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Ever had a friend or colleague who routinely made you feel unhappy about yourself and your life? Just as positive relationships are known to be good for our emotional and physical health, unsupportive friendships can be harmful, research shows. Unreliable or critical friends may keep us in a state of tension and stress, threatening our cardiovascular health, according to the Annals of Behavioral Medicine (2007).

In a recent survey by Student Health 101, three out of four students who responded said they had experienced an unhealthy friendship. One in four acknowledged (with admirable self-awareness) that they had been an unreasonable friend. Unhealthy friendships require that we take action to limit the damage. Here, a graduate student tells their story.

Students: “The problem was them.”

“I tolerated his behavior for way too long. He would treat his girlfriend badly, and when I expressed concern, he would get into arguments with me about minding my own business. I finally ended the friendship and encouraged his girlfriend to see a therapist to really see how her relationship affects her well-being.” —Male graduate student, Sonoma State University, California

“I felt for a long time that she was not being reciprocal in our friendship. I would give (time, energy, attentive listening, advice, support) but she seemed unable to return that. I tried to communicate these concerns to her in different ways and at different times. I think that one mistake I made was holding onto resentment, so that when she finally did understand how much our friendship had been jeopardized, it was already too late to ‘fix’ it.” —Female first-year graduate student, University of Victoria, British Columbia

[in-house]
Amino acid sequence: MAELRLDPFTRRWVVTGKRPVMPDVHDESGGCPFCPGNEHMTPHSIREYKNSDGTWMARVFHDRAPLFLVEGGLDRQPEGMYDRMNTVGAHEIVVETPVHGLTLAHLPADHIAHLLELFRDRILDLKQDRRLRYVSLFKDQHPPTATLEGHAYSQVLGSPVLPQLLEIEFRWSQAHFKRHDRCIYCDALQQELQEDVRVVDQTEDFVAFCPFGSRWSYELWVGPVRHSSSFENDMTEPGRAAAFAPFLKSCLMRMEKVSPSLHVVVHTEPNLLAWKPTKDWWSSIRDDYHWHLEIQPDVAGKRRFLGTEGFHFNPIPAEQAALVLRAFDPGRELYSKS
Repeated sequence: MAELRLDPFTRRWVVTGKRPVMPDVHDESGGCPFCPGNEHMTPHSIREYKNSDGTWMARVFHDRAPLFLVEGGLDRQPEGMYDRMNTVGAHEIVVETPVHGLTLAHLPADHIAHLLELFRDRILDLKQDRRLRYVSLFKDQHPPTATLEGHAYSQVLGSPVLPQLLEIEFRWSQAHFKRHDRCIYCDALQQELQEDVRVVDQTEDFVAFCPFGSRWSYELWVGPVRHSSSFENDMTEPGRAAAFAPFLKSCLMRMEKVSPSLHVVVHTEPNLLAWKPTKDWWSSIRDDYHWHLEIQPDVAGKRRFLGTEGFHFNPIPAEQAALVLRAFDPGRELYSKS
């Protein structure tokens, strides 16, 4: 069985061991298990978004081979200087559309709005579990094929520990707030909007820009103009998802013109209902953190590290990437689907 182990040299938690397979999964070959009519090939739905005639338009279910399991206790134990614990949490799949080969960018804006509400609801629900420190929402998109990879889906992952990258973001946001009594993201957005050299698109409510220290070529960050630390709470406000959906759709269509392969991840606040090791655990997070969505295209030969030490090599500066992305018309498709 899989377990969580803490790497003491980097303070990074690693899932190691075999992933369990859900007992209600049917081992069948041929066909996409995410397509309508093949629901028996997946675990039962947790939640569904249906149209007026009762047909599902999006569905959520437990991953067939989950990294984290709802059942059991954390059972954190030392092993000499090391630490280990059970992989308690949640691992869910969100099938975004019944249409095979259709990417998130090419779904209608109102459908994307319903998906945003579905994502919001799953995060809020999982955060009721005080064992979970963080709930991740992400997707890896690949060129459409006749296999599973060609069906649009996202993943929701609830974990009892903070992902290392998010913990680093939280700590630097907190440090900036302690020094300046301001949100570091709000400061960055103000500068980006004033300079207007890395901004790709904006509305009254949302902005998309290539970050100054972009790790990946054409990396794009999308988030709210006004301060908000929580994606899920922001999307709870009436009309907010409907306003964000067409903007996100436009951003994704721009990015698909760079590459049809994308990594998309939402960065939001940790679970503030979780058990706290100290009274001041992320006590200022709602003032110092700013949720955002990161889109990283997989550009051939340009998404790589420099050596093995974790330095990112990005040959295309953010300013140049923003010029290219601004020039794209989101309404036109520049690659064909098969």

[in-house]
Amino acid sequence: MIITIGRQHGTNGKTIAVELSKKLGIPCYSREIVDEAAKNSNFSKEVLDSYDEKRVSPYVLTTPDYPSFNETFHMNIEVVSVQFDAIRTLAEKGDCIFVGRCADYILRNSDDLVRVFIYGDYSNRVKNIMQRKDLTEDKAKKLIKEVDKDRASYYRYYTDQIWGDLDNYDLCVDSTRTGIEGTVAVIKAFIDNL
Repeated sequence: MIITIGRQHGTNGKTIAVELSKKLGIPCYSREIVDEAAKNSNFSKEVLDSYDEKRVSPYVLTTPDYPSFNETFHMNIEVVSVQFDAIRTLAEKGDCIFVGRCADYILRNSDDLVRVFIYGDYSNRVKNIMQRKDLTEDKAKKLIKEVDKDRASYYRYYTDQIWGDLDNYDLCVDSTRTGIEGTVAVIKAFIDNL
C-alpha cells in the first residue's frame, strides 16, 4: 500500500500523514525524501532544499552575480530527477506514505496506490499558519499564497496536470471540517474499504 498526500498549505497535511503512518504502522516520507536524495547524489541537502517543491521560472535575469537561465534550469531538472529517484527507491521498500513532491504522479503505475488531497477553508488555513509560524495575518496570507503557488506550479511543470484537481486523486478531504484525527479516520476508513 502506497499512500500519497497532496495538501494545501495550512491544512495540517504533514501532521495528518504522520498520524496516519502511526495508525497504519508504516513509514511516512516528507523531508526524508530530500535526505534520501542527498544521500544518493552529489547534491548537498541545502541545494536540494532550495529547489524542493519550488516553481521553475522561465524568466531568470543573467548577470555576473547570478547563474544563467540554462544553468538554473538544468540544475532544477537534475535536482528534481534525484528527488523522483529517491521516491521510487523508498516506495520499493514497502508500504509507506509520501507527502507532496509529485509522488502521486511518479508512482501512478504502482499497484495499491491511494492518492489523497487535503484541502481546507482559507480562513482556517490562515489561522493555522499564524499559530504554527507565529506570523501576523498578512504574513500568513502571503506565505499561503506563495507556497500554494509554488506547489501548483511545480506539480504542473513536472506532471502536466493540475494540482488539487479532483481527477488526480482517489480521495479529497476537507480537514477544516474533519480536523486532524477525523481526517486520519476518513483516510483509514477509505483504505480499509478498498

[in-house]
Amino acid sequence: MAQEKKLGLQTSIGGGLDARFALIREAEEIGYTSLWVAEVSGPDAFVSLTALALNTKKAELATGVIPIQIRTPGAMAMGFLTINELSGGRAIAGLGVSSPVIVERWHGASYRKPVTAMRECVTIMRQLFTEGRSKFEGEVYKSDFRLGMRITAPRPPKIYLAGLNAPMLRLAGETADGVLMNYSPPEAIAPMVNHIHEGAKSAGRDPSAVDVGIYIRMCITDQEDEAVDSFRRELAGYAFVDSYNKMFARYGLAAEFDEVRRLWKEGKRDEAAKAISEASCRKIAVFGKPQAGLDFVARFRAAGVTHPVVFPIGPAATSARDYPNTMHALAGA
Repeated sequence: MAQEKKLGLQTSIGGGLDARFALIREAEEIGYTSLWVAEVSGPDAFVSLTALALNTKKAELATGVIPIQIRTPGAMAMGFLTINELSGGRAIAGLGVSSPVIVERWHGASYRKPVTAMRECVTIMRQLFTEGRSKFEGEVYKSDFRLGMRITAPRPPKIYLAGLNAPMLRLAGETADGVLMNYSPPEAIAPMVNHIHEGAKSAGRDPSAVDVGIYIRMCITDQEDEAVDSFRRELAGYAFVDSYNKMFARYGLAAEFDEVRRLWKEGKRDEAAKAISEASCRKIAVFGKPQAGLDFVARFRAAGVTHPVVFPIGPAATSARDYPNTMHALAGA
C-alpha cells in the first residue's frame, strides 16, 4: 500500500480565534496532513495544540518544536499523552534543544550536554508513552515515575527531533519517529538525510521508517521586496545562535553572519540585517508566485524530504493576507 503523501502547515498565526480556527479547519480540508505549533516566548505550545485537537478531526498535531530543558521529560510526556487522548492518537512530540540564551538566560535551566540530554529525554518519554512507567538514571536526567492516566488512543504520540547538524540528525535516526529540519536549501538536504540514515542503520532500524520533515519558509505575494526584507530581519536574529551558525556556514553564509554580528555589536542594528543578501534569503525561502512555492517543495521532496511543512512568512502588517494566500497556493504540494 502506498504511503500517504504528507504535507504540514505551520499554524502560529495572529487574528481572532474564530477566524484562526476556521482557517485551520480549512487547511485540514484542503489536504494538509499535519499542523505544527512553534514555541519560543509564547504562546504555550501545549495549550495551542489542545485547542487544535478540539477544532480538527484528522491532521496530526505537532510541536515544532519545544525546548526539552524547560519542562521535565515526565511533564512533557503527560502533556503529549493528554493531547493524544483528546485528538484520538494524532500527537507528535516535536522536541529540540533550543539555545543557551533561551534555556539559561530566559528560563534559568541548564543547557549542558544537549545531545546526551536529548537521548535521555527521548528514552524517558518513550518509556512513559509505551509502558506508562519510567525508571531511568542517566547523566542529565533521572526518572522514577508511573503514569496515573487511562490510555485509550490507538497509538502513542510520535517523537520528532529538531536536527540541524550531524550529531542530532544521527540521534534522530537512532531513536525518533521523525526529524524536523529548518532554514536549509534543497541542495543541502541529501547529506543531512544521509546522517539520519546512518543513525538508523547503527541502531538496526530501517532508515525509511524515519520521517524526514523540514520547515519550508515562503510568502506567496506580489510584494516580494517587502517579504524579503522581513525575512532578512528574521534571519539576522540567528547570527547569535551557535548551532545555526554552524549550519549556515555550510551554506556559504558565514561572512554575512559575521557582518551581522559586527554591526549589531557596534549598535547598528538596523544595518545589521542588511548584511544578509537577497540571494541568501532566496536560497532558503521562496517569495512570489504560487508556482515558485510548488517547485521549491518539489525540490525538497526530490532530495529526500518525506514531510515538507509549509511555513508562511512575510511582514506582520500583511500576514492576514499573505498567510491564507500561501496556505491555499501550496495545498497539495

“This was in high school. I wish I could say it was all her, but I had a part. I let myself get sucked in and participate. It took a more mature me to realize it was unhealthy and end it. I found myself in another friendship in college with a similar person. At this point though, I was older and beyond taking part in friendships that were not mutually loving. I ended it quickly. I love and do my best to be supportive of my friends.” —Female graduate student, University of Arkansas at Little Rock

“The biggest mistake I’ve made in a friendship was conveying personal information about myself too soon. Some people just cannot be trusted with certain information and may try to use it against you at a later time, especially if you are no longer friends.” —Female online graduate student, University of Memphis, Tennessee

Students: “The problem was me.”